This building was an office and lounge for engineers. It is also demolished.
“Against the blue sky, its rusting central silos look like rising smoke meeting the last minutes of a sunset. These give way to a corrugated night sky of blue gray, punched-through with staggered four-pane windows, all glassless.”
These houses were built for the use of the lighthouse keepers in 1913 (left) and 1916 (right). The second house was added when the entry added a fourth light and required a second rotation. Today, there are no unbroken windows in either building.
This is what the mine shops look like from the road between Gaastra, MI and Rogers Location (formerly Bates, MI). The community was renamed for the mine, probably under the heavy influence of M.A. Hanna.
The ice reflects the blue sky on the rust. The sunset blasts through the concrete pillars holding it all up.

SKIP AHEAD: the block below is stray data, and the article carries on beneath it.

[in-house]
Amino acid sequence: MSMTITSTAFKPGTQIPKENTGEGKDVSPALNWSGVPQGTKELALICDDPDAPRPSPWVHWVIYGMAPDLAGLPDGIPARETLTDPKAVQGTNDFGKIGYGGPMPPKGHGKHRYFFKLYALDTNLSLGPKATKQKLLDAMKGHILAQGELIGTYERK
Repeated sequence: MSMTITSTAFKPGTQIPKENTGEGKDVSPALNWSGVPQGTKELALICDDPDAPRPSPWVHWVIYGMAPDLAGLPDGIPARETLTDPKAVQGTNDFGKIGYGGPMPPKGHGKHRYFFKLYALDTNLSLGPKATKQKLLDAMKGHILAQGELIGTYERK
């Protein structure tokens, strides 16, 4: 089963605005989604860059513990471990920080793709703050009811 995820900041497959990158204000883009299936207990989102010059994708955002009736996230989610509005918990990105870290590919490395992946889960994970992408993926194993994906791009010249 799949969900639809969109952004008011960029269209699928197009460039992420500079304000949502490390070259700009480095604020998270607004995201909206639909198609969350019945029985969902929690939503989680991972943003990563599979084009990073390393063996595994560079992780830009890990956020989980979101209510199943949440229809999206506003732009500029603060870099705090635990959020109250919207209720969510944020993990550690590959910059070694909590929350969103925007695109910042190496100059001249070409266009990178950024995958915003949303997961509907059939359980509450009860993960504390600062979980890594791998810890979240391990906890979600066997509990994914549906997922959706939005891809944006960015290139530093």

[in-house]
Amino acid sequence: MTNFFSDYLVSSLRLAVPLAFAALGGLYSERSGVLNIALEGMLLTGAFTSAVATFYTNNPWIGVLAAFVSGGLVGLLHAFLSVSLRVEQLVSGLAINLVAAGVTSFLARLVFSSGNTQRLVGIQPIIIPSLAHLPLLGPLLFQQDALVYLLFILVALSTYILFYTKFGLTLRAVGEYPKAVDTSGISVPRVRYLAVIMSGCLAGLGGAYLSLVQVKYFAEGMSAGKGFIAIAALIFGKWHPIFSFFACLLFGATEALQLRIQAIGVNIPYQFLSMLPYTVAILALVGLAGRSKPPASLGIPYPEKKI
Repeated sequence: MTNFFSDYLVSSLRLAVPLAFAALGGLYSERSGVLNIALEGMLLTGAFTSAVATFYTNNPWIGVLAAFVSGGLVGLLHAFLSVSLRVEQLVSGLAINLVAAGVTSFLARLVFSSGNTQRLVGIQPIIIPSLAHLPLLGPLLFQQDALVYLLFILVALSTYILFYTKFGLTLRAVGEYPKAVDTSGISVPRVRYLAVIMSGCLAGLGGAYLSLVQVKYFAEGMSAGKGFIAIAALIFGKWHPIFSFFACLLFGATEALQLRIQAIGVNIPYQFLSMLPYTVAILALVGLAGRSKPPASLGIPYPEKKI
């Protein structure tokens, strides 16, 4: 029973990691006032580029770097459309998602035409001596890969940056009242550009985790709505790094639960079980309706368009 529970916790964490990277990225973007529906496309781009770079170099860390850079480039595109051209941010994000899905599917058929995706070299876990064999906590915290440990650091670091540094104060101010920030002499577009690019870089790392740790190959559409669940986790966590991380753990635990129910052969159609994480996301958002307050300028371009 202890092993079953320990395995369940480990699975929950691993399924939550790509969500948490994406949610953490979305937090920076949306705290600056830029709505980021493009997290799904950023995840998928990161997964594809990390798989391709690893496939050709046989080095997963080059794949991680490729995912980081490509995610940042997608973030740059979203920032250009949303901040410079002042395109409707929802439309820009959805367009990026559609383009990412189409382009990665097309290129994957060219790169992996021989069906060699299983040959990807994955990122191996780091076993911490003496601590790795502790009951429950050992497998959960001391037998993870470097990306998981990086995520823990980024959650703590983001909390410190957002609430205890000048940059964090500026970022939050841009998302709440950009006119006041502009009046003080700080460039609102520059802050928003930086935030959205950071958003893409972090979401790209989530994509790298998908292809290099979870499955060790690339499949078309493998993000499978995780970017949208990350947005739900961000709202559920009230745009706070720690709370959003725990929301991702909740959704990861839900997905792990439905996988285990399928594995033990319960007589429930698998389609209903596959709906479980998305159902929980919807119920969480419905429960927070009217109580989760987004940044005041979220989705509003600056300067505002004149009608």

On top of the light hoop, 160-feet up, a ship comes into port, ready to load-up. If you look really close, you can see my shadow cast on the dock below, courtesy of the full moon.
Unloading boats had the option to take on fuel at Taconite Harbor. This building, among other things, pumped fuel to the dock.
The bottom area of the smokestacks house storage spaces. The windows of these rooms that were never completed line up perfect.
A damaged roof channeled rain onto the adobe walls, cutting them in half. In the distance, a preserved house and the ruins of the Colmor School.